Simple and quick but extremely tasty, this sauce will be a surprise and make everybody happy.More or less peperoncino added makes  the difference, according to your taste.

Pomodorini gialli,fagiolini,peperoni pasta sauce

Yellow small tomatoes, green beans, bell peppers/capsicum pasta sauce


500 g (2 1/8 cups)yellow tomatoes

 1 clove of garlic


200 g ( 1 cup)green beans

 2 red peppers

 oil, salt

300 gr. short dried pasta (penne, maccheroni, farfalle)


In the pan, heat a little oil with a clove of garlic.

Add the yellow tomatoes cut in half or wedges.

Salt and brown for about 10 minutes, perfuming everything with fresh basil.

 At the end of cooking, blend with the immersion mixer.

Boil the green beans and cut them into chunks.

Clean the peppers/capsicum, cut them into small cubes and sauté them in a pan with oil and garlic.

Let’s cook the pasta, drain it.

 Sauté the pasta with the yellow tomato sauce, sautéed peppers and green beans.

Why yellow Tomatoes .

The yellow tomato was for a very long time the only variety known in the Old Continent and can be guessed right from the name pomo-d’oro.(golden apple) Over time, the red variety took first place and  now the yellow tomato returns to be known.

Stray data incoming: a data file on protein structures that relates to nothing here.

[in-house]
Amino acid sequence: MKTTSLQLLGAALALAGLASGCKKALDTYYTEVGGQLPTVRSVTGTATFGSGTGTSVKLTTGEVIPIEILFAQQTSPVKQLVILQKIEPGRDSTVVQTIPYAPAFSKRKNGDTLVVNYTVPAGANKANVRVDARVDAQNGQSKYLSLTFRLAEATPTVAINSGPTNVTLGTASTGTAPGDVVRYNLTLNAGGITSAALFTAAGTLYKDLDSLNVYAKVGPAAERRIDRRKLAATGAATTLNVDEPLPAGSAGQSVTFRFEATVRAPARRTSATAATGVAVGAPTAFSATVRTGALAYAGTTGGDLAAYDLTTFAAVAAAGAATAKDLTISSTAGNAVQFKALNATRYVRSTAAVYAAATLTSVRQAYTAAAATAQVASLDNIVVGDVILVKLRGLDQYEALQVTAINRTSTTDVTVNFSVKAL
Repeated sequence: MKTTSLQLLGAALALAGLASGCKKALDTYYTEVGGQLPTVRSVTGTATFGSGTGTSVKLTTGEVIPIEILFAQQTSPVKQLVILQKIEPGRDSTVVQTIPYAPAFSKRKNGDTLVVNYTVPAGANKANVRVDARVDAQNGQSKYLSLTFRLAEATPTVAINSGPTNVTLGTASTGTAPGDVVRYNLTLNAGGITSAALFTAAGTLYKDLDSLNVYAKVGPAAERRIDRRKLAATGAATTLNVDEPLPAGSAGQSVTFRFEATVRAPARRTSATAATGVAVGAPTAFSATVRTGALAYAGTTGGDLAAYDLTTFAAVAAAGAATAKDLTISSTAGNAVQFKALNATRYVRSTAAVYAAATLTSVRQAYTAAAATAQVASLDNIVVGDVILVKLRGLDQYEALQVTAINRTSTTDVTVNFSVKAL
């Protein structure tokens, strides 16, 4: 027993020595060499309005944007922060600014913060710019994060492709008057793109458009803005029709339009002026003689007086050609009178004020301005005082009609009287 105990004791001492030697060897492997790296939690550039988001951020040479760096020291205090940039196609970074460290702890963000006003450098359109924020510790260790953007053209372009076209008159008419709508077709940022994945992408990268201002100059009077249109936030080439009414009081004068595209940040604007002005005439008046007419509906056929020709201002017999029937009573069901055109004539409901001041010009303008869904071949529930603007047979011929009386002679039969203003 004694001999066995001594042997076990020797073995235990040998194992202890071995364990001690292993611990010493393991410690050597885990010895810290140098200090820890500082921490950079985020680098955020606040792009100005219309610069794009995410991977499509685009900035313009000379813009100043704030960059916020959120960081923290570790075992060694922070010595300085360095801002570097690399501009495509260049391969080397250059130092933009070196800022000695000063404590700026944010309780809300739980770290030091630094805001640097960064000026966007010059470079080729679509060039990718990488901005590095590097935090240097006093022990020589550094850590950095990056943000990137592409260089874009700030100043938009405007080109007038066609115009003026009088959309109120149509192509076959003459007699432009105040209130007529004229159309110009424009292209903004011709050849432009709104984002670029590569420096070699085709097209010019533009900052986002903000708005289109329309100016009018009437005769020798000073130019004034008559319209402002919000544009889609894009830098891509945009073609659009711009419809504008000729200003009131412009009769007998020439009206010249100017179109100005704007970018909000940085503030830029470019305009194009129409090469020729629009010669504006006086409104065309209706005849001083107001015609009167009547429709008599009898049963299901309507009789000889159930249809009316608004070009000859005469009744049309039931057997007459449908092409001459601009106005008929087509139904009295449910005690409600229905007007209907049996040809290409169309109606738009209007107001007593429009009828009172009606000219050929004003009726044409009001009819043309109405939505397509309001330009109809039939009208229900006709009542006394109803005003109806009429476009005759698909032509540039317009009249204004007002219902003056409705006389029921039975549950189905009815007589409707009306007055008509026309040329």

When imported from America, tomatoes were all yellow and considered very poisonous. For years they were used only as an ornamental plant, but in the 19th century they were classified as food safe. Thus it was that the cultivation of this fruit began in Europe but only in the red variant because the Mediterranean area was more suitable for this type of tomato. Today, the yellow cherry tomato is experiencing a real new life.

Pasta with 3 Vegetables sauce

Yellow tomatoes: properties and benefits

Yellow tomatoes contain vitamins C, A and B vitamins, are rich in beta-carotene, water, fiber and mineral salts such as iron, calcium, phosphorus and potassium.

Whole Wheat Pasta with 3 Vegetables sauce

Yellow and Red Tomatoes: What are the Differences?

Yellow tomatoes have a sweeter, more refreshing flavor than their red counterpart, which remains more acidic and ferrous. This difference is especially noticeable in raw tomatoes: once cooked, the difference is practically imperceptible.

Ever tasted yellow tomatoes?